Some taxpayer’s who think that they have properly relied on the advice of professionals and should therefore be able to avoid FBAR penalties need to consider what constitutes “reasonable cause”. First, the reasonable cause cases generally arise under the income tax laws and regulations, established under the Internal Revenue Code. FBAR penalties are assessed under the Bank Secrecy Act, which is part of the USA Patriot Act. The precedent set forth in the tax cases, may not, therefor, strictly apply in both contexts. Second, a “reasonable cause defense requires several elements. These elements are described as follows:
“A taxpayer may demonstrate reasonable cause through good-faith reliance on the advice of an independent professional, such as a tax adviser, a lawyer, or an accountant, as to the item’s tax treatment. sec. 1.6664-4(b), Income Tax Regs. To prevail in this effort, the taxpayer must show that he or she: (1) selected a competent adviser with sufficient expertise to justify reliance; (2) supplied the adviser with necessary and accurate information; and (3) actually relied in good faith on the adviser’s judgment”
It is important to note that each of the elements must must be met. If the elements are all met then the taxpayer may have a reason to either not enter the Offshore Voluntary Disclosure Program, (“OVDP”) or “opt out” of the program. The decision to either not enter the OVDP or “opt out” require a very careful analysis of the underlying facts and circumstances of the failure to file FBAR’s. For those taxpayer’s who have otherwise reported all taxable income earned on a worldwide basis and have no substantial risk on audit then an “opt out” or reasonable cause late filing can be considered. What is essential to the analysis is a careful review of the information proved to the taxpayer’s professionals and when it was provided.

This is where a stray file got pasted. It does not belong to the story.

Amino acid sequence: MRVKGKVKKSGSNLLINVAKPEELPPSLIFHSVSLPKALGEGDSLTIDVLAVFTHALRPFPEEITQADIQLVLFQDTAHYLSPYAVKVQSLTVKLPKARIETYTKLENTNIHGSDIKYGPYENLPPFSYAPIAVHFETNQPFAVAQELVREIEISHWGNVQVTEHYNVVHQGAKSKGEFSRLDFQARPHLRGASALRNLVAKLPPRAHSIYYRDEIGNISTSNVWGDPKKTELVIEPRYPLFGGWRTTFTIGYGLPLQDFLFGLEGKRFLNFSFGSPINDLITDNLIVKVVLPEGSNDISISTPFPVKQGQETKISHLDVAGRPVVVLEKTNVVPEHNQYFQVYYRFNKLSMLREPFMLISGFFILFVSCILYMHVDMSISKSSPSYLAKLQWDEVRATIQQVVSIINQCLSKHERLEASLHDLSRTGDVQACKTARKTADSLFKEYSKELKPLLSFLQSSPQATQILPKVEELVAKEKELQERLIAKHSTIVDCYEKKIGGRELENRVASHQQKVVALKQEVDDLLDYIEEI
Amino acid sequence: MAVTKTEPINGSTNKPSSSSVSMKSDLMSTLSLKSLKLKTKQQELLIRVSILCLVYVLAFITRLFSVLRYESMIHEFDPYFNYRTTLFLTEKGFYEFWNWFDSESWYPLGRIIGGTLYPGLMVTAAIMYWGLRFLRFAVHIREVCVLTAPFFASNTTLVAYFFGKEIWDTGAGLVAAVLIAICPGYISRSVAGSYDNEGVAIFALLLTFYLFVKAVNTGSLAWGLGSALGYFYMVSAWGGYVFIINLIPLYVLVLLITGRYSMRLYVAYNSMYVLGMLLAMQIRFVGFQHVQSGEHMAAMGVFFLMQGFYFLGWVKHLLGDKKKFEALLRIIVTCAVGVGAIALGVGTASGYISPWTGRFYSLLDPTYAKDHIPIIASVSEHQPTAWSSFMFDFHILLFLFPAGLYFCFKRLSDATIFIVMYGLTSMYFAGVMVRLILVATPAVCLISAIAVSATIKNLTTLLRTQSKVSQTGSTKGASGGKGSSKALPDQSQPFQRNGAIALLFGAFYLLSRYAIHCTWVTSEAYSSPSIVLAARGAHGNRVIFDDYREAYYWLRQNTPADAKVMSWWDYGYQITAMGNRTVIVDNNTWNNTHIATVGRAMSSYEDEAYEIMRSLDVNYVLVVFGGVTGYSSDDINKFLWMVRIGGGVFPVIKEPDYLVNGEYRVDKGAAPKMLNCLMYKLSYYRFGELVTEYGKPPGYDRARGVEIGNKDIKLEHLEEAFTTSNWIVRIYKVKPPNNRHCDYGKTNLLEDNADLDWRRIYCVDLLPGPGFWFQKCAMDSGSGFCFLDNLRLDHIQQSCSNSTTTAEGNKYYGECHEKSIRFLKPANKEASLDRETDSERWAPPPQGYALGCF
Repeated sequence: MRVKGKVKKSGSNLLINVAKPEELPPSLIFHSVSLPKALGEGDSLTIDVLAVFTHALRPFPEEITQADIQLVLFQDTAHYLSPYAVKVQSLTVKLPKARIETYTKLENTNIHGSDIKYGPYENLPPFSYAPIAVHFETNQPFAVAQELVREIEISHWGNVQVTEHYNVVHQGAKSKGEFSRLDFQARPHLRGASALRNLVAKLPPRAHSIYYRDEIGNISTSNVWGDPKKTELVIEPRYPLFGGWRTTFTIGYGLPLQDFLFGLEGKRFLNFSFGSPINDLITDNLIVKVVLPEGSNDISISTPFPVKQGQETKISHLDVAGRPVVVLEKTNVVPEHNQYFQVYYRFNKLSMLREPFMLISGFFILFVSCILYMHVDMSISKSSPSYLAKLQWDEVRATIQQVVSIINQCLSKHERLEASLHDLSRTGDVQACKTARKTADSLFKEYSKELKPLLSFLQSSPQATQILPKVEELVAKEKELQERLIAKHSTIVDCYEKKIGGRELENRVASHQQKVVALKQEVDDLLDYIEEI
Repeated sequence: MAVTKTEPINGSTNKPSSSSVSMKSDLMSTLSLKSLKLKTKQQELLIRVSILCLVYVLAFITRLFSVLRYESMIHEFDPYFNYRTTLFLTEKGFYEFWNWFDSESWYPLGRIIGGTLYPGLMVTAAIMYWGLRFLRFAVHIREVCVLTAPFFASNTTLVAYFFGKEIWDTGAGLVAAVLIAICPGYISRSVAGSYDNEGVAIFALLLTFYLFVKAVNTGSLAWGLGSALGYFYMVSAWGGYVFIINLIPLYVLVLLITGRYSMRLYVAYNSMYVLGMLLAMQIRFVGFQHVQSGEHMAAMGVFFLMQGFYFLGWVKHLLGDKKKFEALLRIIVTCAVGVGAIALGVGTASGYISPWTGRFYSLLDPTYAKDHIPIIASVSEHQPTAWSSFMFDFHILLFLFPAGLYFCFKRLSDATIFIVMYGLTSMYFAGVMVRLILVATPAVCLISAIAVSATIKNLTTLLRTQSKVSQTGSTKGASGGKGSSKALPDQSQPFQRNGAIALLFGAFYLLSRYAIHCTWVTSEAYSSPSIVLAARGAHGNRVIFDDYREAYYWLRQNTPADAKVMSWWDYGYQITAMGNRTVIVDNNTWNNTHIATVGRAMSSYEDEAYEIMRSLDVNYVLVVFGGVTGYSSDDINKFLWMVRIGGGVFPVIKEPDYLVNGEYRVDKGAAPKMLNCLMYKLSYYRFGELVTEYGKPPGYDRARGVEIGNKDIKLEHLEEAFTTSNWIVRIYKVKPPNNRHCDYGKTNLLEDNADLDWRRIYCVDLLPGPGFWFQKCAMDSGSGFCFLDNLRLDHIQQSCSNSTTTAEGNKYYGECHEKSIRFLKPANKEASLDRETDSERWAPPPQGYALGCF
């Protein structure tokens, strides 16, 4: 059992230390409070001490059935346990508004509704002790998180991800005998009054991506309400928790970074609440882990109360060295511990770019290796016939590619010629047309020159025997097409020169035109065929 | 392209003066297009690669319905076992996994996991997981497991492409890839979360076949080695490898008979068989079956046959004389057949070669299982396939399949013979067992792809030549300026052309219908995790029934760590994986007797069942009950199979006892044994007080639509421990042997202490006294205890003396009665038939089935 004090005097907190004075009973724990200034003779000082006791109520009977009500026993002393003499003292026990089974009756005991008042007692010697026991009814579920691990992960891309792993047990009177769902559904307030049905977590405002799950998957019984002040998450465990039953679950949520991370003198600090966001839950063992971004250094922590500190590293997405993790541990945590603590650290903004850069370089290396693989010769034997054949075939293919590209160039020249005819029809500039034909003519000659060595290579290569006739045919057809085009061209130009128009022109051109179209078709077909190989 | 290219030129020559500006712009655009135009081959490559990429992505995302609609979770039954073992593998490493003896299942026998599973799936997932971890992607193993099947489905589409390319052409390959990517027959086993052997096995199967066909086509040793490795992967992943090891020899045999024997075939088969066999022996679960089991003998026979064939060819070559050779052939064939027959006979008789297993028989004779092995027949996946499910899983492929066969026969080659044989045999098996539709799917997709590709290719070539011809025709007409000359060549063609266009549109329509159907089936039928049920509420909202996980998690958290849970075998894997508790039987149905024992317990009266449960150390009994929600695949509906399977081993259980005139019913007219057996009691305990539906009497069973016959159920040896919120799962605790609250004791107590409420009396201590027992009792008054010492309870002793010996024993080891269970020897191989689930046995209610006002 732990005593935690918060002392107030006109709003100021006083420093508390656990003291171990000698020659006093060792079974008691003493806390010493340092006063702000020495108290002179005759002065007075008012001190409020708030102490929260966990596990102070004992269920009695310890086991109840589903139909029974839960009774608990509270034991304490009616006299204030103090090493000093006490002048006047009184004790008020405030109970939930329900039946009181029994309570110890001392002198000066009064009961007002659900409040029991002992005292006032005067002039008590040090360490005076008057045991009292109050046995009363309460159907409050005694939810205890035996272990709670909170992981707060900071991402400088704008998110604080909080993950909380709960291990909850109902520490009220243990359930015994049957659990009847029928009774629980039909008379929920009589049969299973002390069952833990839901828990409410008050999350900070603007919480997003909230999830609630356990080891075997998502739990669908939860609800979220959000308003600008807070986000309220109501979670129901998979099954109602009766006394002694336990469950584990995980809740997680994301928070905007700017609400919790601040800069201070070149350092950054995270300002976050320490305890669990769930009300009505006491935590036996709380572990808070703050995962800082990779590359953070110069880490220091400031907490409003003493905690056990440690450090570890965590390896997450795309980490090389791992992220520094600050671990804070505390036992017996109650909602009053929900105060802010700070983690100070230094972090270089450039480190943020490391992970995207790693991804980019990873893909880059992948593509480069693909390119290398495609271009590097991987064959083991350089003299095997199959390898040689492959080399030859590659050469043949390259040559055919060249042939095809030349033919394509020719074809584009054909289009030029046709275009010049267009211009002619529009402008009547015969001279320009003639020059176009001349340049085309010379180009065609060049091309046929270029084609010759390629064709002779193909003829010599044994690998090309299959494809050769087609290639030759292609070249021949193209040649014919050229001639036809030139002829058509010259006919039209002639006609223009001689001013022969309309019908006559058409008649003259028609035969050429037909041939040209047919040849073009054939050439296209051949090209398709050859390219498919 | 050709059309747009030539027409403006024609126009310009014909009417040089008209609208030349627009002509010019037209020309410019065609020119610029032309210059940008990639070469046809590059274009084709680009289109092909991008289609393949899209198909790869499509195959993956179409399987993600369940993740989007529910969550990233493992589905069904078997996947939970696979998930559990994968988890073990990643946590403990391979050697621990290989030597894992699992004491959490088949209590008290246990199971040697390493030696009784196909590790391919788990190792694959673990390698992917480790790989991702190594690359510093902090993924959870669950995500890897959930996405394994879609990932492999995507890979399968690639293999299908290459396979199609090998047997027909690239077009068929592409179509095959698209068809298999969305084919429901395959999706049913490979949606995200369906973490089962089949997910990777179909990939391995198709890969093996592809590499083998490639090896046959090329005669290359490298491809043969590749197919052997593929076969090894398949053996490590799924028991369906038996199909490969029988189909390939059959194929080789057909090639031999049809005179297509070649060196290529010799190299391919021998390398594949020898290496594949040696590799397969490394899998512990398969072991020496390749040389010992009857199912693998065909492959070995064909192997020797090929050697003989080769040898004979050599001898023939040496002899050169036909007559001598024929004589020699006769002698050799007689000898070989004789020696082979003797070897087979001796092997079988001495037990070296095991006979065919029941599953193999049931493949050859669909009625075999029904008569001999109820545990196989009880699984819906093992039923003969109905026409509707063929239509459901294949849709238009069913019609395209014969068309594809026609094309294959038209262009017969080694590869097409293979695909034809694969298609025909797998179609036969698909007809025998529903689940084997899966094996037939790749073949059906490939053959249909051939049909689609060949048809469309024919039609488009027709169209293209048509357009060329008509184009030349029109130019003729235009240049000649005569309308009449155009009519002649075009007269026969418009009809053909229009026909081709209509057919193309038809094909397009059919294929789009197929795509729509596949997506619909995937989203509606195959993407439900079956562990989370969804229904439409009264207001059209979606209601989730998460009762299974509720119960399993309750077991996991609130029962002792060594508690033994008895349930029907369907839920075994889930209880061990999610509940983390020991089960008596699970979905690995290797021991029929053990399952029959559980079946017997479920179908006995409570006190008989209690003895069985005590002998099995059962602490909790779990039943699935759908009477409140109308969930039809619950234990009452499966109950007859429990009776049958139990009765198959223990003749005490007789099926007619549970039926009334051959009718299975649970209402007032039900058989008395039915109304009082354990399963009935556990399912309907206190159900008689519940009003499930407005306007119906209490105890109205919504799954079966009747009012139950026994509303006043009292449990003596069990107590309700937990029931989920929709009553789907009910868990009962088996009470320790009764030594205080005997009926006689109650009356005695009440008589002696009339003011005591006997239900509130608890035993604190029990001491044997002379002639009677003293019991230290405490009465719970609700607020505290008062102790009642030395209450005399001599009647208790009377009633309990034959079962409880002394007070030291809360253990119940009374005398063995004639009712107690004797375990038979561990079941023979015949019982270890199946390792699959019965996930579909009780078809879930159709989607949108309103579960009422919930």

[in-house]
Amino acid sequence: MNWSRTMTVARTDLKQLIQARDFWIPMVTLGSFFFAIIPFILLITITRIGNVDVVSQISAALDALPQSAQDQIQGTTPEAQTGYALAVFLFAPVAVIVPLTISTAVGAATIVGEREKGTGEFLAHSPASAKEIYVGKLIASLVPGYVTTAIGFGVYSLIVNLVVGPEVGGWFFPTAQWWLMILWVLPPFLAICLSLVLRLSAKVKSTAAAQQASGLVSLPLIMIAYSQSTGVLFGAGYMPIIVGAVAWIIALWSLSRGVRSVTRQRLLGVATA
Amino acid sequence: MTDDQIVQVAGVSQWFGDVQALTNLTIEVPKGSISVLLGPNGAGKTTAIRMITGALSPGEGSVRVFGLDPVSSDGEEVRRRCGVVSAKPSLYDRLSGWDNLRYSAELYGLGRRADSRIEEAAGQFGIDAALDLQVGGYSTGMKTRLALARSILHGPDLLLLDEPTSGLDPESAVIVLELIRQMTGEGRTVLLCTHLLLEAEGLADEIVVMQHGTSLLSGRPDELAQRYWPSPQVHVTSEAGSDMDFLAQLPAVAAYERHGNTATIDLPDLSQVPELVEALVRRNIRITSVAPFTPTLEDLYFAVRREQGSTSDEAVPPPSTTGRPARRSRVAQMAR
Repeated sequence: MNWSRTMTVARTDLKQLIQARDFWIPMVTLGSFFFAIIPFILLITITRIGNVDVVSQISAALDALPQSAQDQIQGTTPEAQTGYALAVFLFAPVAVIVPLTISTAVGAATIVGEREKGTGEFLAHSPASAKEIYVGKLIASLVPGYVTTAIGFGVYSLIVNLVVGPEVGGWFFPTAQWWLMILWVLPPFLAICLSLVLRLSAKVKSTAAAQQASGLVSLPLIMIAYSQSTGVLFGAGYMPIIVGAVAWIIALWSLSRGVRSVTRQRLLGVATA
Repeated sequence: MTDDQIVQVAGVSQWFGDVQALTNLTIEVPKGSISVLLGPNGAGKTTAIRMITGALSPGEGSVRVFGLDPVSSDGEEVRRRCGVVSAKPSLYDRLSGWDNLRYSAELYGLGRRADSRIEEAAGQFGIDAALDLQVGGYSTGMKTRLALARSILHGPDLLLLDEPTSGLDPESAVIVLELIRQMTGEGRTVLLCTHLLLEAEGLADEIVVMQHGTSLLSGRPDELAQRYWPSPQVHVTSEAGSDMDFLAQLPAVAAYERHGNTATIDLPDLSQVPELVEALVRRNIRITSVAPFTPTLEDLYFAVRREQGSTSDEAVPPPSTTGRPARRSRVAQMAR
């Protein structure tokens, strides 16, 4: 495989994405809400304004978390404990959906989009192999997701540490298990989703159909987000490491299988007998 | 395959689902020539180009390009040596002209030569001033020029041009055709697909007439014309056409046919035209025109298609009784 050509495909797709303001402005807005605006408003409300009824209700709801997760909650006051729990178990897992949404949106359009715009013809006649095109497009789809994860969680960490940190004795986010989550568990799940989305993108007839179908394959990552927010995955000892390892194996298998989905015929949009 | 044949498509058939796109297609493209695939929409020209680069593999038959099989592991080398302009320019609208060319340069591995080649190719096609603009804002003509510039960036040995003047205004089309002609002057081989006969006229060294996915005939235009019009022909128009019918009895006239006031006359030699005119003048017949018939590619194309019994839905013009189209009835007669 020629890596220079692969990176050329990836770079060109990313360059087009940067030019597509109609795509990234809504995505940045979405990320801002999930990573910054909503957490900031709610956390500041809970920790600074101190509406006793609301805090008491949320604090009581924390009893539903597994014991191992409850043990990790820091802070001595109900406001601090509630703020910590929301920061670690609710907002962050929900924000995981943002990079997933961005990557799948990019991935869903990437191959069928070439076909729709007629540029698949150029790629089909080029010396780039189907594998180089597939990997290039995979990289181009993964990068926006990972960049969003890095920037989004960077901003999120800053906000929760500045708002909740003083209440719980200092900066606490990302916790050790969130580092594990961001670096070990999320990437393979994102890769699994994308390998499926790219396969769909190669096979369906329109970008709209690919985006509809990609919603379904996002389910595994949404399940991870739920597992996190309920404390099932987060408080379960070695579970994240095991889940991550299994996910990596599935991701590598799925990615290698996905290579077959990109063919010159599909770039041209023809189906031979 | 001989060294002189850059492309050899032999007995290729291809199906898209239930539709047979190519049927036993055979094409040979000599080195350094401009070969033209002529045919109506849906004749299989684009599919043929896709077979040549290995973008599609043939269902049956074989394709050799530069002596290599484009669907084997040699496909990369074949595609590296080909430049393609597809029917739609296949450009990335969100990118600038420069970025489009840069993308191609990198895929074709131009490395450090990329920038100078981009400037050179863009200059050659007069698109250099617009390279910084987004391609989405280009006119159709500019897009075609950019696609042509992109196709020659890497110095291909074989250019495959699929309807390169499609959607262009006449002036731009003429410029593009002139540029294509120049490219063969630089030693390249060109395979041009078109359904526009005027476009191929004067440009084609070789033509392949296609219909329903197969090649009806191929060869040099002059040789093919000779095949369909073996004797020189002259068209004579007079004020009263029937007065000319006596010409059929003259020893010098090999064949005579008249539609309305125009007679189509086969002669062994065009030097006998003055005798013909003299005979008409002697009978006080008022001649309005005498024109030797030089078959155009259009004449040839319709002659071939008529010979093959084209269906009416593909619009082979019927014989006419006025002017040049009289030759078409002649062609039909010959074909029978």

FBAR filings must be received by June 30 in the Detroit Service Center. New filings are can be made on-line by the e-file system. The FBAR penalty is assessable based upon late filing, even if the late filing is just a day late. Suppose the professional filed the FBAR with the income tax returns, therefore, mailing late and to the wrong address, the FBAR penalty is assessable but may be subject to abatement for reasonable cause. Whether a reasonable professional should have known the correct filing address and method, and the due date of the FBAR, will be a matter to be considered in the reasonable cause argument. There is no guaranty that under these circumstances the taxpayer can establish “reasonable cause” defense to FBAR or tax related penalties.
Other factors to consider in deciding to enter or “Opt Out” of the OVDP include risk of other issues arising under examination. Such issues include other unfilled information returns, like Form 3520 (Report of Foreign Gift or Bequest) which has a 25%-35% failure to file penalty based upon the Value of the unreported gift or bequest. Here again a “reasonable cause” defense many apply, but the same standards or reasonable reliance must be met.
The ultimate issue to consider is whether the professional will admit in writing his/her error or resist the admission. In most cases if the taxpayer asserts reasonable reliance, and privileges that may exist will be waived. Careful consideration of privilege waiver is essential as the IRS will surely seek to interview the professional and review his/her files before abating penalties. In some cases what the taxpayer will find is that rather than having obtained reasoned advice, the taxpayer received advice below the standard of care. While failing the standard of care may vest claims against the professional, it does not constitute “reasonable cause” in most cases.
The lesson is that with 2012 FBAR’s and other information returns due or coming due, taxpayers must take care to fully and accurately disclose information about foreign assets to competent professionals, skilled in the offshore area, and get written advice where needed.